Category:Communication, Marketing, Presentation, Theatre | Comment (0) | Author:

Is It Worth Keeping?

Monday, 5. June 2017 2:57

Last week my main documents hard drive crashed. Well, not exactly crashed, but became corrupted, the net result of which is much the same thing. No big deal—I had a backup. I bought a new drive, popped it in place, and set about to restore. The backup was corrupt as well. What are the odds?

After I was sure that I had two good backups of my primary images drive, I set out to see if the non-existent files could be recovered. I found an excellent free recovery tool called Recuva, made by Piriform.  On the first pass, the program found no files on the drive and asked would I like for it to do a deep search. I clicked on yes and in 3 hours, the little utility had found 166,649 files, about half of which it thought were recoverable.

Since I had been implementing the decluttering system found in Marie Kondo’s The Life-Changing Magic of Tidying Up: The Japanese Art of Decluttering and Organizing, this seemed the perfect opportunity to extend tidying to the hard drive, except it was not a decision of what to throw out; it was a choice of what to put in, what to recover. Looking at it that way, the problem was somehow changed. The other challenge was that all I had to go on was the file name and extension. Since the file was unrecovered, it was impossible to see the contents. It turns out that this particular drive had had a number of uses during its life before it came to be my primary documents drive. Some of the files were ancient, at least in computer years, so there were a number that I knew were obsolete, and a whole other set that I had no idea what were. Then, of course, there were some that I recognized.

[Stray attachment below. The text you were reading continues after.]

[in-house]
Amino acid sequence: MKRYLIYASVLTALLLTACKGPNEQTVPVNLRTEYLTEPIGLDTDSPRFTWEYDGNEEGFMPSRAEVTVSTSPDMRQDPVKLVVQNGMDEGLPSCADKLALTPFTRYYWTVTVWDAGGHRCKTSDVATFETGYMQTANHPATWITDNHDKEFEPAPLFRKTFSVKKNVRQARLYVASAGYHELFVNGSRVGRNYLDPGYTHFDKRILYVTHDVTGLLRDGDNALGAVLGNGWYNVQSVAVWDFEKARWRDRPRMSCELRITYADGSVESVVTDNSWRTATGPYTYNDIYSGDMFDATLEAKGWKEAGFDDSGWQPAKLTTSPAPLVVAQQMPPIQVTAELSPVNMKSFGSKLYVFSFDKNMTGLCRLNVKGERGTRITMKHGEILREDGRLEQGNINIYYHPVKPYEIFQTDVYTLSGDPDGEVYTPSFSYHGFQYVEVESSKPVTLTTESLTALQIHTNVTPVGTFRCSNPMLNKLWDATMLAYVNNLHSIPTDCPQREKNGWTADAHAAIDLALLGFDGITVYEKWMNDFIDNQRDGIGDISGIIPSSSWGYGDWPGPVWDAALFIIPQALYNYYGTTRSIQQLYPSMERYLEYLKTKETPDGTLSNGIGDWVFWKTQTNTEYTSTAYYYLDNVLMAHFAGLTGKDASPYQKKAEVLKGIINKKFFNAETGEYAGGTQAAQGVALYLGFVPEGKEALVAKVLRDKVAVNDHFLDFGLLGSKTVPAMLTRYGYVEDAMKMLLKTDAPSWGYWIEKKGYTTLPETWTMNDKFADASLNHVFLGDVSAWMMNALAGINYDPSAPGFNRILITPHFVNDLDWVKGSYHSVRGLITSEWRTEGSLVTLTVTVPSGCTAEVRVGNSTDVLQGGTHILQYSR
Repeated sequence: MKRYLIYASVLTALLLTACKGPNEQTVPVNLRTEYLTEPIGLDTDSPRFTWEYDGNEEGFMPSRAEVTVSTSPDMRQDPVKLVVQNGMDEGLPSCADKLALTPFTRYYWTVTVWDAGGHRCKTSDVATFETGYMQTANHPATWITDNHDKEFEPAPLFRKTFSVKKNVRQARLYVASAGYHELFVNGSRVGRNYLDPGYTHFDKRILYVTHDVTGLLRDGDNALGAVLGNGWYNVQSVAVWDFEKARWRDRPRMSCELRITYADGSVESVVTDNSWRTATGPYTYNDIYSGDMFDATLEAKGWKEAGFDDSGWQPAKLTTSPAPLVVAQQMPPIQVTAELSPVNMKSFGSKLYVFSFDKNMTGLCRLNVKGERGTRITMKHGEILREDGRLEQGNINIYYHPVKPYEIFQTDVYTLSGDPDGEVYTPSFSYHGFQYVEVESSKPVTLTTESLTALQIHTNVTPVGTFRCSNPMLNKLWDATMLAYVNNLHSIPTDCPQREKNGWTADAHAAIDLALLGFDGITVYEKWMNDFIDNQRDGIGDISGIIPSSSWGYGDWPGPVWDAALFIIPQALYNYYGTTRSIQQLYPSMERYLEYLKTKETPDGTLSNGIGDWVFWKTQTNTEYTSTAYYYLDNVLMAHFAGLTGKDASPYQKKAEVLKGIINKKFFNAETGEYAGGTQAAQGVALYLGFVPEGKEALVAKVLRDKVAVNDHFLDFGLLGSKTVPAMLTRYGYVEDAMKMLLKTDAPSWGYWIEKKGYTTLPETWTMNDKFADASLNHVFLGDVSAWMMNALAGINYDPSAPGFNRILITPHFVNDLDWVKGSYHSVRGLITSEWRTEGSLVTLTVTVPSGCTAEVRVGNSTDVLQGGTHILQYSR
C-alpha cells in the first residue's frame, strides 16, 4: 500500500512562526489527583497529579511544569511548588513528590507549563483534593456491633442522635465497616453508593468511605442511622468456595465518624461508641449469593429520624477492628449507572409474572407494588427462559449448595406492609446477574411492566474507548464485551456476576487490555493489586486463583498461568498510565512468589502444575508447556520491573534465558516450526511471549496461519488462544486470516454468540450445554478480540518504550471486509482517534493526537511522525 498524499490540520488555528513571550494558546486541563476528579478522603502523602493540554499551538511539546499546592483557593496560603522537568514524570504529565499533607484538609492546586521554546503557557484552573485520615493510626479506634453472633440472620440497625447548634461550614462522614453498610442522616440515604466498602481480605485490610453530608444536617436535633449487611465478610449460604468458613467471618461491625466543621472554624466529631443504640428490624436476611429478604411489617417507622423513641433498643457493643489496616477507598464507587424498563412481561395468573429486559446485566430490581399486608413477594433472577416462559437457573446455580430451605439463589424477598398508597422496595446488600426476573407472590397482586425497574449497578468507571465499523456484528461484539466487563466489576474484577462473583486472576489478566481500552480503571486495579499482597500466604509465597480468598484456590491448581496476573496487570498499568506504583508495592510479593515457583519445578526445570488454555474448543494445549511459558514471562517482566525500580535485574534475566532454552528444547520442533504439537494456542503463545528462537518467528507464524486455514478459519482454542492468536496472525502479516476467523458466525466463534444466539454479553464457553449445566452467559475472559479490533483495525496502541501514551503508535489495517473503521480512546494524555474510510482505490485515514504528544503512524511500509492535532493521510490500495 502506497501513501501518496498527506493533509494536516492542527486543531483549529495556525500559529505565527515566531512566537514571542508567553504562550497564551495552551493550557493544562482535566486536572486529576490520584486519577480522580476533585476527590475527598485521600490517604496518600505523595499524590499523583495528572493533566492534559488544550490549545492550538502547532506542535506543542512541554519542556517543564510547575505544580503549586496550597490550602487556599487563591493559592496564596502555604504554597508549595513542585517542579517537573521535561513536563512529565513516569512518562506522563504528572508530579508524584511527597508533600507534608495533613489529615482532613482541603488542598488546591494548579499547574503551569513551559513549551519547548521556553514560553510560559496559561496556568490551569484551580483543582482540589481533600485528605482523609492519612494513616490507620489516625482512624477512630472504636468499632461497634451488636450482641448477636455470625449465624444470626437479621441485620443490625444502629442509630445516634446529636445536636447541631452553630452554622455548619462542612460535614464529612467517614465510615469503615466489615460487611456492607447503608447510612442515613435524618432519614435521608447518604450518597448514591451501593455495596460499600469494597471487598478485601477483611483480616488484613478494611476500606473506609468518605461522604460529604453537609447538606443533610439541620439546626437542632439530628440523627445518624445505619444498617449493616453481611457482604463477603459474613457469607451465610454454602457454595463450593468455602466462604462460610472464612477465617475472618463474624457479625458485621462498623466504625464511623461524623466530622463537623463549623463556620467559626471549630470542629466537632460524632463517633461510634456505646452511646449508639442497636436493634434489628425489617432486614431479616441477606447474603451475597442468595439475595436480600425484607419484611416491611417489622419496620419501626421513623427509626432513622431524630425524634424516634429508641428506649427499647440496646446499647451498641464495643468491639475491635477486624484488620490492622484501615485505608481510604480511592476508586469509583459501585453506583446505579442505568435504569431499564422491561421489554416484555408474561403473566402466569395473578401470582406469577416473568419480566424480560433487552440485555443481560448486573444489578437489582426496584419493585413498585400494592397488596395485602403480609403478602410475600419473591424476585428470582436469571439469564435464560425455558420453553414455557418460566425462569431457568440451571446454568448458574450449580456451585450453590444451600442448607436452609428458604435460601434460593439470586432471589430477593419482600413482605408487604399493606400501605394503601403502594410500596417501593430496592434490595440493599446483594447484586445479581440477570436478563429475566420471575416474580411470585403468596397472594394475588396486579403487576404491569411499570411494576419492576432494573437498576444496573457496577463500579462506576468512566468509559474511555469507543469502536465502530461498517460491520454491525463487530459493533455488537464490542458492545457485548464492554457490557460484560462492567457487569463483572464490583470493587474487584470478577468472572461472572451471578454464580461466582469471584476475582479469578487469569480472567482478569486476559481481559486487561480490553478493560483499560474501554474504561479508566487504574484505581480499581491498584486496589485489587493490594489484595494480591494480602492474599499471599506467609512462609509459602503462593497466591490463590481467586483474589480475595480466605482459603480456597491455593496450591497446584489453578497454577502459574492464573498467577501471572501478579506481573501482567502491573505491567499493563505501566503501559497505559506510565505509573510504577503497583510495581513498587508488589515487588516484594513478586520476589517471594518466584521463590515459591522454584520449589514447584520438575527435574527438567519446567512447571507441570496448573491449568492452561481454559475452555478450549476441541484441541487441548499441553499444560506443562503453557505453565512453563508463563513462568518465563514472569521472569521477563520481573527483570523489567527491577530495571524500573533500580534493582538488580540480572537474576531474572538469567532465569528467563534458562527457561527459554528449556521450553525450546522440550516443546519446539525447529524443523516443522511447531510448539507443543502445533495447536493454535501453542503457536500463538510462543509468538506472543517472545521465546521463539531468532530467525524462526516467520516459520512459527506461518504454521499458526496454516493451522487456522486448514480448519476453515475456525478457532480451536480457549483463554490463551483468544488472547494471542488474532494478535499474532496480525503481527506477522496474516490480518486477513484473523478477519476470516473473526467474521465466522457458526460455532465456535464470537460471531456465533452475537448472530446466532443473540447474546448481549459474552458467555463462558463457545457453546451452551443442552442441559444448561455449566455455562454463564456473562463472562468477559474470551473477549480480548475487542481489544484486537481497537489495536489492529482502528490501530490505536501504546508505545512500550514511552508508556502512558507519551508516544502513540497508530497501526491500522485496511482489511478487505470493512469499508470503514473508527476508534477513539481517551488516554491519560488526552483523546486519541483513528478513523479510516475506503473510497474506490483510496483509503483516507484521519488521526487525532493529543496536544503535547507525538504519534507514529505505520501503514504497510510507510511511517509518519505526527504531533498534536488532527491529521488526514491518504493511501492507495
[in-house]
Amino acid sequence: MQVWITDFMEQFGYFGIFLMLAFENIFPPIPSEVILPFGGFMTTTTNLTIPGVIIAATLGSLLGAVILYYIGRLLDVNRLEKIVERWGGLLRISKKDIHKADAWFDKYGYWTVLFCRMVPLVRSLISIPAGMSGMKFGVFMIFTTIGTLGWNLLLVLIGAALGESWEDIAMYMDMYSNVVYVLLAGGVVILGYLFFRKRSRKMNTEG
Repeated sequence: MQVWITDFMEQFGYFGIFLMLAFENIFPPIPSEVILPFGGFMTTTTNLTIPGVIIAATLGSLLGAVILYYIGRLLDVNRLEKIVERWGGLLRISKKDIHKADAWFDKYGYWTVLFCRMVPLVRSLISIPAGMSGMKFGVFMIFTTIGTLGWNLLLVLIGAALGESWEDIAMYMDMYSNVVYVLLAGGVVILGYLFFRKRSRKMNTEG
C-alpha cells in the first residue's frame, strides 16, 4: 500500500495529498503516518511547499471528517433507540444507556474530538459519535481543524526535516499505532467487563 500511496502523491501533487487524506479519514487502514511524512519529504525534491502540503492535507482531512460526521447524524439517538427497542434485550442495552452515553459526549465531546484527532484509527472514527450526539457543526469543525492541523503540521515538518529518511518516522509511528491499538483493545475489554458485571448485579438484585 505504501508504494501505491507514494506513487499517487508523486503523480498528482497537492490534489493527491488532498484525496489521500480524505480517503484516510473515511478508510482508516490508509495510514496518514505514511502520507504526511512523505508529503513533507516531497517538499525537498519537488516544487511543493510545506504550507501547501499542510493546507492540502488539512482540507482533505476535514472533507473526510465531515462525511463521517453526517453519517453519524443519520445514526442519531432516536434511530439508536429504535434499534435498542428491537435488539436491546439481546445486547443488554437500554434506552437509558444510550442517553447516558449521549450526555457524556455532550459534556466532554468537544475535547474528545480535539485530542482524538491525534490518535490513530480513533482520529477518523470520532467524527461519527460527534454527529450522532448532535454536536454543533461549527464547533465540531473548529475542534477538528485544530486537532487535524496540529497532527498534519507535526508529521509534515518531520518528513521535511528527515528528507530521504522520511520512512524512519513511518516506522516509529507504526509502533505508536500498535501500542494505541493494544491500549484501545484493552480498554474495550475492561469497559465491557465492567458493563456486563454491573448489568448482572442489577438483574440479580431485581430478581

So the problem became how to decide, with limited knowledge, what was important and what was detritus. Then there was the time factor: scanning over a hundred thousand files takes a considerable amount of time, even moving quickly, much less making a save-or-delete-forever decision. Even with the software ratings of the likelihood of recovering the files, the time commitment would be enormous.

What happened was that I learned very quickly to come up with criteria about what was worth keeping, at least long enough to evaluate. Otherwise, I would still be running through the list of files. It occurred to me that just such criteria would be very useful in dealing with our art and even our lives. Many of us have stacks of unrealized or failed projects lying about taking up space. We have items in our environments which bring us no joy at all and which are certainly not worth keeping. (Kondo’s criterion for keeping or discarding is whether the object in question brings us joy.) Perhaps we should consider eliminating those elements that make our lives less artistic than they could be. (Living an artistic life was discussed previously here.)

It would not be an easy thing to do. Just like the hard drive, we have many thousands of things which take our time and energy. If we were to eliminate those that were, for whatever reason, not worth keeping, think how much more time and energy we would have to give not only to our art, but to those other things that are really important to us. Perhaps a better strategy than waiting for a hard drive—or an artistic environment—to crash is become proactive and begin to rid ourselves of those things that do not serve us.

Category:Creativity, Quality | Comment (0) | Author: